Please, no more TV show or movie titles with Beverly Hills or Bel Air in them! If Hollywood producers can't see beyond Southern California, at least they could give Santa Monica or Sherman Oaks or even Pasadena a chance.
Unfortunately, the title is hardly the worst thing about "Beverly Hills, 90210," the Fox series premiering at 8:30 tonight on Channel 5. It's apparently part of a new experiment in comatose television -- a show where things almost happen but never quite do. You keep checking your pulse to make sure you haven't died.
In the premiere, the Walsh family arrives in B.H. from Minneapolis, and the family's two cute 16-year-olds, Brenda and Brandon (cute Shannen Doherty, cute Jason Priestley), transfer to West Beverly High, a school so posh it seems to have a concierge.
So, what sorts of adventures transpire? Well, Brenda almost loses her virginity, and Brandon almost loses his virginity. But at the end of the show, they have this conversation:
"Brenda, did you?"
"No. Did you?"
It's almost Pinteresque -- but by accident. And yet this is only a part of the excitement. Brenda pretends she's over 18 and flirts with a handsome lawyer (cute Maxwell Caulfield) and it looks like he might get rough when she reveals the hoax.
But he doesn't.
Meanwhile, a boy drives a drunk jock home from a party in the jock's Corvette, forgets to put the car in park and it rolls down a driveway and gets dented! And when the jock, sobered up, finds out who the kid was, it looks like he's going to punch him out.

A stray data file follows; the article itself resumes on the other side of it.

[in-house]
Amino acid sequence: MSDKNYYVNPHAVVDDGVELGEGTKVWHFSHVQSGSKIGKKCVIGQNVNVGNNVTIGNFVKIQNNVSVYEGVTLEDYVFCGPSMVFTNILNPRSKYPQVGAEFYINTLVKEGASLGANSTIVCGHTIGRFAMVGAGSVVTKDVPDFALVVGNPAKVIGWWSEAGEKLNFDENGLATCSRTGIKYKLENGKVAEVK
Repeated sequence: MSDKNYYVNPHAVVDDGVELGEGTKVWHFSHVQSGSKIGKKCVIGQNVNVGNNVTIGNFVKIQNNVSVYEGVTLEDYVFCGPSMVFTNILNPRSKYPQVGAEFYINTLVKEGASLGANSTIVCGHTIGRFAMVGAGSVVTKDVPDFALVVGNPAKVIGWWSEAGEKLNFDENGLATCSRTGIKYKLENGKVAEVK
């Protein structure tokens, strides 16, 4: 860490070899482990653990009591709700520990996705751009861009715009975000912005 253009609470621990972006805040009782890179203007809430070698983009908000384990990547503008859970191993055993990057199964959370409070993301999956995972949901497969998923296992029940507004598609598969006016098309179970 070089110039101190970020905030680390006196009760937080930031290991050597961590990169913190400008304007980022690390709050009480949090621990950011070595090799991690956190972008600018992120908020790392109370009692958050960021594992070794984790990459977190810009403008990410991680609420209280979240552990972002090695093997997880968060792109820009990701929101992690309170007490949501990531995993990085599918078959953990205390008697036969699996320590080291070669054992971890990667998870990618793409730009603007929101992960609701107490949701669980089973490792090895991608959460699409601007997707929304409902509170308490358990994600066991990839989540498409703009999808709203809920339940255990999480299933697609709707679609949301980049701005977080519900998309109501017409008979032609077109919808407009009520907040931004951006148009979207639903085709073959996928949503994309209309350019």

But he doesn't.
Where exactly are the dramatic conflicts here? The Walshes appear to have been pretty well off in Minneapolis, so it's not as if they're shocked by new affluence. We do find out that girls wear more makeup in Beverly Hills, and that parents are more permissive.
Also, it appears that not a single teenager at the high school has, ever has had, or ever will have, a pimple.
"I miss Minneapolis," Brenda tells Brandon. "Nothing was this complicated." Right.
For his part, Brandon offers trenchant sociological observations: "Houses are bigger, the weather's warmer, but that doesn't mean they've cracked the meaning of life, you know what I mean?"
"Everybody here looks like they just stepped out of a music video," Brenda pouts. "I don't even have the right hair."
Darren Star wrote this thrill-a-minute shocker, Tim Hunter directed it, and good old Aaron Spelling is one of the executive producers. In a way, what they've done is amazing. They've created a vacuum, a perfect void, a black hole in the already vast and empty TV schedule.
Not so much a black hole actually as a beige one.